The Standard View
The word “particle” and particle names: electron, positron, photon, have occasionally been mentioned in Parts I and II, although without much emphasis. The theory has been developed strictly as a field theory, a theory of a continuum. But the fields Ψ̄ and i are never observed, electrons and positrons are. Therefore, in order to make contact with reality, particles must be incorporated into the theory. The prevalent view seems to be that particles and fields are complementary aspects of one and the same situation. This view is based on the Fock space description of free particles, which can be obtained from a free field theory as described in Sect. 5.1 for the free scalar field. As has been mentioned in the Introduction, this view is more problematic in the interacting case. We will therefore talk about particles only as approximate notions which are useful for the phenomenological description of situations which are close to the free case. More exactly, this means that the state under scrutiny is examined in a regime in which it behaves sensibly like a state of a free theory. Empirically one finds that the states that are successfully described by perturbative QED can be characterized as “scattering states”. These are states that at a sufficiently early time are experimentally indistinguish- able from states of a finite number of well-separated particles (electrons, positrons, photons) behaving classically, i.e. following well-defined straight orbits with constant velocity.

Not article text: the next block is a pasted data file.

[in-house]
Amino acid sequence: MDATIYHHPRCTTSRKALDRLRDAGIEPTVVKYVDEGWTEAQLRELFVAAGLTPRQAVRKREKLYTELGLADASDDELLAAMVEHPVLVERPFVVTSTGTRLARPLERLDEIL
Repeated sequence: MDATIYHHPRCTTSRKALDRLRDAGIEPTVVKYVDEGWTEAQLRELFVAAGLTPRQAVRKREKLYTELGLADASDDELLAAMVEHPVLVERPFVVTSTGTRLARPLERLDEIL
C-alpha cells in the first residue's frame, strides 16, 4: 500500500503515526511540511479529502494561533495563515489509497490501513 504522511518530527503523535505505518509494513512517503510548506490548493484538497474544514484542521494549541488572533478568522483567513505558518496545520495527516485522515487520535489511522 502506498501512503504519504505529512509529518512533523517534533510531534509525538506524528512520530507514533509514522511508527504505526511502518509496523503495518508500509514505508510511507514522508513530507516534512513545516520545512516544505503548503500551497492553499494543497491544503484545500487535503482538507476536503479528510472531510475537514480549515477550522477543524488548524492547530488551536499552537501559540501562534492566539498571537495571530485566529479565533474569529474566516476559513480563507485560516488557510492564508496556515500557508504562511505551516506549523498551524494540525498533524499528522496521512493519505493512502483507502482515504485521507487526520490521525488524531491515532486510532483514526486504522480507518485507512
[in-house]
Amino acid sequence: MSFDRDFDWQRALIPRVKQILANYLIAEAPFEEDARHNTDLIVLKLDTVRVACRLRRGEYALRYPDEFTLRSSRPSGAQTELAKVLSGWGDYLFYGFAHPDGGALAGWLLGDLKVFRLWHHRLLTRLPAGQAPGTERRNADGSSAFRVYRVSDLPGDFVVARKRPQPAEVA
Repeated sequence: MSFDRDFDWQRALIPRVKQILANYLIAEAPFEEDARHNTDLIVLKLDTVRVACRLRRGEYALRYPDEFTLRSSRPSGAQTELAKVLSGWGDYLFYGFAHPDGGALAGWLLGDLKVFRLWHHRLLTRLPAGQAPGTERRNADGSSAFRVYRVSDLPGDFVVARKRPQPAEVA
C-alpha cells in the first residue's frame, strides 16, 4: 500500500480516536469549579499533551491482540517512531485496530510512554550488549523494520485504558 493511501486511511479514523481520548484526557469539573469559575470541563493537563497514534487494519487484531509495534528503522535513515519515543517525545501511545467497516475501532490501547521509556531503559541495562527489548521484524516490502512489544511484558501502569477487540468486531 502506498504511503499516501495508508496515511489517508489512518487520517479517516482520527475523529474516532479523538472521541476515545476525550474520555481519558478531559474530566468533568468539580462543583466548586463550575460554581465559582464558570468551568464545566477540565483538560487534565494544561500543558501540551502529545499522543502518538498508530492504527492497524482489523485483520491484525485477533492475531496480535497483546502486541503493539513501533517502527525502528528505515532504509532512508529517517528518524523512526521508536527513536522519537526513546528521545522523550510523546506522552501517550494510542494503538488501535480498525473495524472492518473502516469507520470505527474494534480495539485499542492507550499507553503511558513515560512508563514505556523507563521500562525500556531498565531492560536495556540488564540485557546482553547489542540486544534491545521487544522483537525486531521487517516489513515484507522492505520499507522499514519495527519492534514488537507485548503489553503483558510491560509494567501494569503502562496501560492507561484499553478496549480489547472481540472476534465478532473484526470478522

KeywordsHull Lution Conglomerate
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- 1.The standard reference is still [YFS 61] . See also [W] , Chap. 13.Google Scholar